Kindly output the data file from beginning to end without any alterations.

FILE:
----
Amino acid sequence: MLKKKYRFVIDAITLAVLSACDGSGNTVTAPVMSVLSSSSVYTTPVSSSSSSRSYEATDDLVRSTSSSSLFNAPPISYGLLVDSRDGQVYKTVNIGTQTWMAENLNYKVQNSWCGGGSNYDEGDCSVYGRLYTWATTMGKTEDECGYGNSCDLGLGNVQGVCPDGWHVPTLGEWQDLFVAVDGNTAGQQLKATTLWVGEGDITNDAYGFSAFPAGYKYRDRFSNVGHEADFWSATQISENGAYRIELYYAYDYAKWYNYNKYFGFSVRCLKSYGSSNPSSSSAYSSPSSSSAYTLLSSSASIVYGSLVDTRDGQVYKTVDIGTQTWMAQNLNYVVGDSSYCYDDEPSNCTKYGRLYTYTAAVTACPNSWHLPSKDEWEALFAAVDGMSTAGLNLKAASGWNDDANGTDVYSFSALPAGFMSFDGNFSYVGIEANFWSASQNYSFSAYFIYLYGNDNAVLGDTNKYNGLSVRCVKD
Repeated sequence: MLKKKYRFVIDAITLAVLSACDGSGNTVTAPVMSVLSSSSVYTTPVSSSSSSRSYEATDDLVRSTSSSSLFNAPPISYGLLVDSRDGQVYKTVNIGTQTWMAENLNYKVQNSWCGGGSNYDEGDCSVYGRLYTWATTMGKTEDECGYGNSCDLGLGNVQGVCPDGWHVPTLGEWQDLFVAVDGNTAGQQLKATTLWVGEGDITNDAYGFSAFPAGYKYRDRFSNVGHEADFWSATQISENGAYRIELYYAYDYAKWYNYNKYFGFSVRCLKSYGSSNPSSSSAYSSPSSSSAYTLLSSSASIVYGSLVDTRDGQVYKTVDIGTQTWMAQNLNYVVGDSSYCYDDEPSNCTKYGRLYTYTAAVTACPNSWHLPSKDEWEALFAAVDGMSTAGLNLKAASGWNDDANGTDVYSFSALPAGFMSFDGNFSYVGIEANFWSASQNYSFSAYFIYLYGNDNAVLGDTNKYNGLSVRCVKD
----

Amino acid sequence: MLKKKYRFVIDAITLAVLSACDGSGNTVTAPVMSVLSSSSVYTTPVSSSSSSRSYEATDDLVRSTSSSSLFNAPPISYGLLVDSRDGQVYKTVNIGTQTWMAENLNYKVQNSWCGGGSNYDEGDCSVYGRLYTWATTMGKTEDECGYGNSCDLGLGNVQGVCPDGWHVPTLGEWQDLFVAVDGNTAGQQLKATTLWVGEGDITNDAYGFSAFPAGYKYRDRFSNVGHEADFWSATQISENGAYRIELYYAYDYAKWYNYNKYFGFSVRCLKSYGSSNPSSSSAYSSPSSSSAYTLLSSSASIVYGSLVDTRDGQVYKTVDIGTQTWMAQNLNYVVGDSSYCYDDEPSNCTKYGRLYTYTAAVTACPNSWHLPSKDEWEALFAAVDGMSTAGLNLKAASGWNDDANGTDVYSFSALPAGFMSFDGNFSYVGIEANFWSASQNYSFSAYFIYLYGNDNAVLGDTNKYNGLSVRCVKD
Repeated sequence: MLKKKYRFVIDAITLAVLSACDGSGNTVTAPVMSVLSSSSVYTTPVSSSSSSRSYEATDDLVRSTSSSSLFNAPPISYGLLVDSRDGQVYKTVNIGTQTWMAENLNYKVQNSWCGGGSNYDEGDCSVYGRLYTWATTMGKTEDECGYGNSCDLGLGNVQGVCPDGWHVPTLGEWQDLFVAVDGNTAGQQLKATTLWVGEGDITNDAYGFSAFPAGYKYRDRFSNVGHEADFWSATQISENGAYRIELYYAYDYAKWYNYNKYFGFSVRCLKSYGSSNPSSSSAYSSPSSSSAYTLLSSSASIVYGSLVDTRDGQVYKTVDIGTQTWMAQNLNYVVGDSSYCYDDEPSNCTKYGRLYTYTAAVTACPNSWHLPSKDEWEALFAAVDGMSTAGLNLKAASGWNDDANGTDVYSFSALPAGFMSFDGNFSYVGIEANFWSASQNYSFSAYFIYLYGNDNAVLGDTNKYNGLSVRCVKD